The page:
FREETOWN (Reuters) - Rescue workers have recovered 270 bodies so far from a mudslide in the outskirts of Sierra Leone's capital Freetown, the mayor said on Tuesday, as rescue operations continued and morgues struggled to find space for all the dead.
President Ernest Bai Koroma urged residents of Regent and other flooded areas around Freetown to evacuate immediately so that military personnel and other rescue workers could continue to search for survivors that might be buried underneath debris.
Dozens of houses were covered in mud when a mountainside collapsed in the town of Regent on Monday morning, one of the deadliest natural disasters in Africa in recent years.
"We have a total of 270 corpses which we are now preparing for burial," Freetown mayor Sam Gibson told reporters outside city hall.
RELATED: A look at the deadly mudslide
Bodies have continued to arrive at the city's central morgue. Corpses are lying on the floor and on the ground outside because the morgue is overloaded, a Reuters witness said.
"Our problem here is space. We are trying to separate, quantify, and examine quickly and then we will issue death certificates before the burial," said Owiz Koroma, head of the morgue.
He did not have an updated death toll but said: "It's in the hundreds, hundreds!"
FEAR OF DISEASE
Sierra Red Cross Society spokesman Abu Bakarr Tarawallie said by phone he estimated that at least 3,000 people were homeless and in need of shelter, medical assistance and food. The Red Cross said another 600 were missing.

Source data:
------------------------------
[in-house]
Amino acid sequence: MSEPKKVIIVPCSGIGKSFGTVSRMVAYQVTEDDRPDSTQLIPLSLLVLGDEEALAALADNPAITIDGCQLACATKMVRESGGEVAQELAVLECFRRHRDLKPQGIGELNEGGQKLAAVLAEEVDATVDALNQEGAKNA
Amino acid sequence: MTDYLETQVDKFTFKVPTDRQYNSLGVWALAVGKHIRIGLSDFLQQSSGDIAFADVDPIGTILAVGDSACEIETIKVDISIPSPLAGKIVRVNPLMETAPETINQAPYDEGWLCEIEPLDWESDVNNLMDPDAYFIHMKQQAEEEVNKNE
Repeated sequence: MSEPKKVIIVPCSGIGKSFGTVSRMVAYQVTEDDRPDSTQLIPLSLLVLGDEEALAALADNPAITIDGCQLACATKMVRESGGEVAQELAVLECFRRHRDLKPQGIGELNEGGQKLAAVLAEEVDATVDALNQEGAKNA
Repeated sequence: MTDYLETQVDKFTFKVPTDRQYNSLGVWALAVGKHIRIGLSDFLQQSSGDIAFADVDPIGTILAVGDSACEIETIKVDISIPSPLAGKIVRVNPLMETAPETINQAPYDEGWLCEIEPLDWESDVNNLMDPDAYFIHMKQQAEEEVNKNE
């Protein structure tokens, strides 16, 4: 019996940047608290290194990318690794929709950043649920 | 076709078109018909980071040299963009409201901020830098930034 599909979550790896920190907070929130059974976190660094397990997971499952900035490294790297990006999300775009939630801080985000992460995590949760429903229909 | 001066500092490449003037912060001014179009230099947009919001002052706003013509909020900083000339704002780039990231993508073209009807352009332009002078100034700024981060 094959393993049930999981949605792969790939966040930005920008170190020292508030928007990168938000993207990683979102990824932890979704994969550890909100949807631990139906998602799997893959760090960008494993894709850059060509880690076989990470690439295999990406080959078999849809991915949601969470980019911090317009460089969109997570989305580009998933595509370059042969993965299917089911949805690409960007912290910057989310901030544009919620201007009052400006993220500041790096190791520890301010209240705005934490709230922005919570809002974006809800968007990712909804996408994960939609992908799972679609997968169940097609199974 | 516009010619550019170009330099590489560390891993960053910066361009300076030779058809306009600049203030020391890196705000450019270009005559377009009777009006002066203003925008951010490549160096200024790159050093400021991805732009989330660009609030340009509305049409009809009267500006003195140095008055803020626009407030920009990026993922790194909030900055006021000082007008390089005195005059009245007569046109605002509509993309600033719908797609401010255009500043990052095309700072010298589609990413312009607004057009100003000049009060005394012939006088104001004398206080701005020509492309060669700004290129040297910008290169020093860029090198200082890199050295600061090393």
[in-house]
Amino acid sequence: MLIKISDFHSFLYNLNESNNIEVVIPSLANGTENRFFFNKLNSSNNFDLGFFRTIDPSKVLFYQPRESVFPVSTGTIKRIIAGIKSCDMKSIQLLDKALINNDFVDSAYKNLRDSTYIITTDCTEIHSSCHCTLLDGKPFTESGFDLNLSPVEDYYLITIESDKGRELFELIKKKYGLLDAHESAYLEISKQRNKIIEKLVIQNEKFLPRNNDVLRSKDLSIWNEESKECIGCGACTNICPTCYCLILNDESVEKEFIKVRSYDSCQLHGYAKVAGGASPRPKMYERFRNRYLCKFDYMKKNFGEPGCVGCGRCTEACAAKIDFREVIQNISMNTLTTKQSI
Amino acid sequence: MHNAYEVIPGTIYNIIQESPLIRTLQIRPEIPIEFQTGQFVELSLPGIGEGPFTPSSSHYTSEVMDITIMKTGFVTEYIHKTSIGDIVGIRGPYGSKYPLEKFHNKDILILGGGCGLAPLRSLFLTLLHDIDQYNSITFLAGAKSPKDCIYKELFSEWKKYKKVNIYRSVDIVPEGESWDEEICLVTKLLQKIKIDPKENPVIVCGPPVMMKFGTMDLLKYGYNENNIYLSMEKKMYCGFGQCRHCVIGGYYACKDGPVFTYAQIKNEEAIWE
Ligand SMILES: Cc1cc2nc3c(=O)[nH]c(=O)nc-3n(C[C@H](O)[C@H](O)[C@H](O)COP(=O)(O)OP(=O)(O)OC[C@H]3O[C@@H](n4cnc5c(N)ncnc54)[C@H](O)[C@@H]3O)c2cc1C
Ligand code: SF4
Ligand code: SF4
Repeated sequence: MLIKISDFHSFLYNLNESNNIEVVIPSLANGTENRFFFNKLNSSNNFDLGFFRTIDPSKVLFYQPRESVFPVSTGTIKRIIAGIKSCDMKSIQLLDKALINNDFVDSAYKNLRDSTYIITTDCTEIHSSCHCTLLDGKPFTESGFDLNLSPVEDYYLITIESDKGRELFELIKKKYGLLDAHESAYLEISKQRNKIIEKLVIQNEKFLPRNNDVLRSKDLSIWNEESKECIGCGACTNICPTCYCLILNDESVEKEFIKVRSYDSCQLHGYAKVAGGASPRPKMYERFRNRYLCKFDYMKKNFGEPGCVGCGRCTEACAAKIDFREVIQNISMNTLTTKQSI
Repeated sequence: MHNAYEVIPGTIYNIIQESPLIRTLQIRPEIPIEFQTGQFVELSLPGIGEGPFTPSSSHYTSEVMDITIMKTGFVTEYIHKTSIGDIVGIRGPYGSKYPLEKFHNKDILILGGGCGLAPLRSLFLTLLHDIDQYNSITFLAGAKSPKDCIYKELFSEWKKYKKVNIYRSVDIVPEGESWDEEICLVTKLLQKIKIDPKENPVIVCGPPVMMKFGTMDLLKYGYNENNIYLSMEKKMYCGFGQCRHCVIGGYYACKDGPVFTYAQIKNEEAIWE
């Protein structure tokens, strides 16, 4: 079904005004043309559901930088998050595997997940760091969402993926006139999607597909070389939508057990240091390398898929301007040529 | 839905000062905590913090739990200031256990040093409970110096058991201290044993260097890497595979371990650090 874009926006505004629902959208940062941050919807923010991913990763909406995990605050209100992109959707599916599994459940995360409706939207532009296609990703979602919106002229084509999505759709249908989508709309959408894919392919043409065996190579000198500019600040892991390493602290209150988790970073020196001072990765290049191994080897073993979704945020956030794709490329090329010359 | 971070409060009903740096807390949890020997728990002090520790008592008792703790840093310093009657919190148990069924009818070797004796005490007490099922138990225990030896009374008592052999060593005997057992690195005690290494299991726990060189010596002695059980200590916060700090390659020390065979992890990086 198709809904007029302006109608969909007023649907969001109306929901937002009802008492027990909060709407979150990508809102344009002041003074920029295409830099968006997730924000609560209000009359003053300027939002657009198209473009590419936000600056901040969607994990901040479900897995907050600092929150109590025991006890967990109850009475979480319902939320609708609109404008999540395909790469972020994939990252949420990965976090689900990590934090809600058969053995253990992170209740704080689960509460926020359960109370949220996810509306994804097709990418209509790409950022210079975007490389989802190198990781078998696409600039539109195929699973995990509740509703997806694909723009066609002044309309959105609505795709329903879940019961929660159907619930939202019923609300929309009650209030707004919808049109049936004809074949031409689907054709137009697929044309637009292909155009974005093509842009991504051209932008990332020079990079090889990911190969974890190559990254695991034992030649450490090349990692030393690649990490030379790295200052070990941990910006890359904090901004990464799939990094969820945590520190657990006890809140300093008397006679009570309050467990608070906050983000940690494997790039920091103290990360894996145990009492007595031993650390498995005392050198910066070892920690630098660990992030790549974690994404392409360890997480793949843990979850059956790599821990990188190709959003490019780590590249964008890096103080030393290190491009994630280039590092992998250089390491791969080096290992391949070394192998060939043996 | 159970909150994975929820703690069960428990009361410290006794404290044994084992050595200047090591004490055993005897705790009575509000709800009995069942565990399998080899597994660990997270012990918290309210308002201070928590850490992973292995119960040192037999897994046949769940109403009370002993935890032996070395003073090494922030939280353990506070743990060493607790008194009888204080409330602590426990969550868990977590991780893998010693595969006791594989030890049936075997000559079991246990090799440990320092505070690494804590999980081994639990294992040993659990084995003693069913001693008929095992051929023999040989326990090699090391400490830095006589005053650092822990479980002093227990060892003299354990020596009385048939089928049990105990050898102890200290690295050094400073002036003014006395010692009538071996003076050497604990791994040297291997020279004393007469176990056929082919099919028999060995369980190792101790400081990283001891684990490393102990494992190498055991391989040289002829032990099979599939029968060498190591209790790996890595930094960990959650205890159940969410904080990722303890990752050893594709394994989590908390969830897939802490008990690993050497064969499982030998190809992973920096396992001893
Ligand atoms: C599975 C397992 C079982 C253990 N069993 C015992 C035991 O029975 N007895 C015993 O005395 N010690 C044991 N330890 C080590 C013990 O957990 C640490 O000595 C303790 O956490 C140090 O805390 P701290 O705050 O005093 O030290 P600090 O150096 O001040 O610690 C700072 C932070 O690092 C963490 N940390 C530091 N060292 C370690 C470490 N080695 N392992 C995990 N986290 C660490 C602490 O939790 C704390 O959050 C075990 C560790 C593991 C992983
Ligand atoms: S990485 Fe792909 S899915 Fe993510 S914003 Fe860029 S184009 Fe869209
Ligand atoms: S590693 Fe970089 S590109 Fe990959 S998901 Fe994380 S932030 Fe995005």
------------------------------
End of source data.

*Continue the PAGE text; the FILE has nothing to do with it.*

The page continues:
"We are also fearful of outbreaks of diseases such as cholera and typhoid," he told the Thomson Reuters Foundation from Freetown. "We can only hope that this does not happen."
Contaminated water and water-logging often lead to potentially deadly diseases like cholera and diarrhea after floods and mudslides.
Crowds of people gathered, waiting for news of missing family members.
"I've been looking for my aunt and her two children, but so far no word about them," said Mohamed Jalloh, crying. He said he feared the worst.
President Koroma said in a television address on Monday evening that rescue centers had been set up around the capital to register and assist victims.
Bulldozers dug through mud and rubble at the foot of Mount Sugar Loaf, where many residents had been asleep when part of the mountainside collapsed. The government said a number of illegal buildings had been erected in the area.
(Writing by Nellie Peyton; additional reporting by Kieran Guilbert; Editing by Ralph Boulton)